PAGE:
How Suburban Schools Are Struggling with Low-Income Students and Students of Color in Their Schools
← 124 | 125 →Epilogue
Getting into public schools to do research is challenging. I was denied entry to Barrow County schools initially because their research office thought it would be too much for the schools. The schools already had so many observers coming into the school from inside and outside the district that they did not believe that the schools could accommodate any more. They also thought that my presence might be a disruption in the schools and distract teachers from teaching and students from learning. I understood what they said. Schools are indeed inundated by observers regularly, especially under strict accountability systems. Under new teacher evaluation systems, teachers need to be observed a certain amount of times every year, for instance.
Still, I pushed back, arguing that I would only go to schools that wanted me there and would provide non-evaluative feedback to them in return. Eventually the district agreed, and I was able to begin observations in middle schools across the district. I began at Springside Academy. Springside is a school that serves about 78% African American students and 72% of its students are eligible for free and reduced-price lunch. It is located near Oakwood Middle School. Its eighth graders ← 125 | 126 →do relatively well on standardized tests with about 75% achieving proficient or advanced in reading, but only 45% do as well on the math exam.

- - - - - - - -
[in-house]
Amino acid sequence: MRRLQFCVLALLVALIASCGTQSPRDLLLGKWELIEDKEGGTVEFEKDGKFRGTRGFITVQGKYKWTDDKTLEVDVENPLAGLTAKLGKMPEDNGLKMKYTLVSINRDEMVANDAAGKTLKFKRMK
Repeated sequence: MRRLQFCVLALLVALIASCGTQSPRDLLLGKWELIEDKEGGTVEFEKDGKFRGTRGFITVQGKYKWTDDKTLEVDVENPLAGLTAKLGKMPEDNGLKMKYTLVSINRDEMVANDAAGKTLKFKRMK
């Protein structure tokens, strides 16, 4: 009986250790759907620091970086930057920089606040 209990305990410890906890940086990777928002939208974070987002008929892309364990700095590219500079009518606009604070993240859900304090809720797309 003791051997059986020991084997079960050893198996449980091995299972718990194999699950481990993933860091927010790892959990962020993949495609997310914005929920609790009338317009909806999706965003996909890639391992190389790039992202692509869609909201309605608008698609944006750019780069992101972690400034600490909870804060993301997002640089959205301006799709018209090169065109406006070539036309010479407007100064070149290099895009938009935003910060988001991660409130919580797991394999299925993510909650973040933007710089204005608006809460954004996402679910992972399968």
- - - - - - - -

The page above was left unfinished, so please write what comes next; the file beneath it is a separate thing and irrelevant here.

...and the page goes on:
The principal of Springside, Kim Beale, an African American school dropout who was wooed back by her pediatrician who told her...
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